-text c-gray-1″ >Sony’s original Aibo robotic dog blew the public’s collective mind when it debuted in 1999, instantly becoming a cultural touchstone and commanding a rabidly loyal fan base. People still hold burials for their OG mechanical companions when they break down and can no longer be repaired. But two decades later, in an era when domestic and companion robots are increasingly commonplace, can the next Aibo iteration maintain that same feeling of wonder, that sense of futuristic whimsy its predecessor commanded? After spending two weeks living with the AI-powered pooch, I say yes. But it still pales in comparison to the real thing.
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Sony Aibo (2019) 68 Pros
You’ll never have to take it to the vet or clean up after it
It costs less to care for over its estimated lifespan than a live pet
It’s an on-demand pet — you can power it down to “sleep mode” at the push of a button
It costs $2900
Won’t alert the townsfolk when Timmy falls down the well
It can only stay awake for two hours at a time and doesn’t do stairs
The Aibo is one of the most advanced, responsive and lifelike companion robots currently on the market. It looks and acts uncannily like a real, living dog. The Aibo’s AI brain is capable of learning from its owners and surrounding environment to develop a distinct personality, learn tricks and habits; and effectively “grow up” over a period of years. But despite the impressive showing of technology, there’s something mildly unsettling about the Aibo, and it’s not just the $2,900 price tag.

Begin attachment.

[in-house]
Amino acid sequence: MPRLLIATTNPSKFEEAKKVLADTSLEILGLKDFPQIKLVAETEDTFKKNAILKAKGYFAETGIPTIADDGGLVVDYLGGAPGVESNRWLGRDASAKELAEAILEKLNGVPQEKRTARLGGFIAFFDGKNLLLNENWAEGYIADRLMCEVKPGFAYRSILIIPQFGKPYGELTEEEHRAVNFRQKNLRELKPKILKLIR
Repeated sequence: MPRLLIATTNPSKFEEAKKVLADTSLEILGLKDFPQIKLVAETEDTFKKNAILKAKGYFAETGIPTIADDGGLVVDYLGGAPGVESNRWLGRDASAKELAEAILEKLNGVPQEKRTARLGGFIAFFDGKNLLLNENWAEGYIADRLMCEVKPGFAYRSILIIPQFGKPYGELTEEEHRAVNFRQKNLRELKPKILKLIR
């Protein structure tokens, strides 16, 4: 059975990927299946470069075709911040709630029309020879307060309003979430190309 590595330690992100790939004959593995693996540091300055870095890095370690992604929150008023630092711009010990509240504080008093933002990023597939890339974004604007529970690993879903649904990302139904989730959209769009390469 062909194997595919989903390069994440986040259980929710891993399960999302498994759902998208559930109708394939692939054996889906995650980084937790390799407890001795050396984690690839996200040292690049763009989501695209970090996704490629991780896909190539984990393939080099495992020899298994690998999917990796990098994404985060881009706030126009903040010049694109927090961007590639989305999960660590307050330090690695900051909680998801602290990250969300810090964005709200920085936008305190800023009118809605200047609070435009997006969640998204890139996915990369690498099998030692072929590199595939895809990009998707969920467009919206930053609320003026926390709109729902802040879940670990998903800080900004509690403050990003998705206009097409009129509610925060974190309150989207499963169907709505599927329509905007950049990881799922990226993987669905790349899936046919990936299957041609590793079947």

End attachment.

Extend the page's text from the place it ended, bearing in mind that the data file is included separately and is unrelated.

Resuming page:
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Login to submit a review! The Aibo ERS-1000 is Sony’s fourth-generation entertainment robot. It debuted in January of last year in Japan before coming stateside that fall. Roughly the size of a small beagle, the Aibo weighs just under five pounds. Its Li-ion battery allows for around two hours of playtime before the dog needs to have a “rest” on its included charging pad for approximately three hours. The little robot is packed with sensors including a pair of cameras, capacitive touch pads, motion, range and light sensors, and it has a six-axis detection system for the head and torso.
The information collected by the Aibo is then transmitted via an always-on internet connection (thanks to the included WiFi and LTE radios) back to Sony’s servers. There, the company’s AI system analyzes and interprets that data before returning more “evolved” behavior patterns for the Aibo to perform. These can include anything from new tricks and attitude quirks to better recognizing its owner and interpreting their facial expressions as well. In fact, the ERS-1000 can be taught to recognize up to 100 different people. Any other pets in the household are not as lucky, however, as the Aibo only has (oversized OLED) eyes for humans.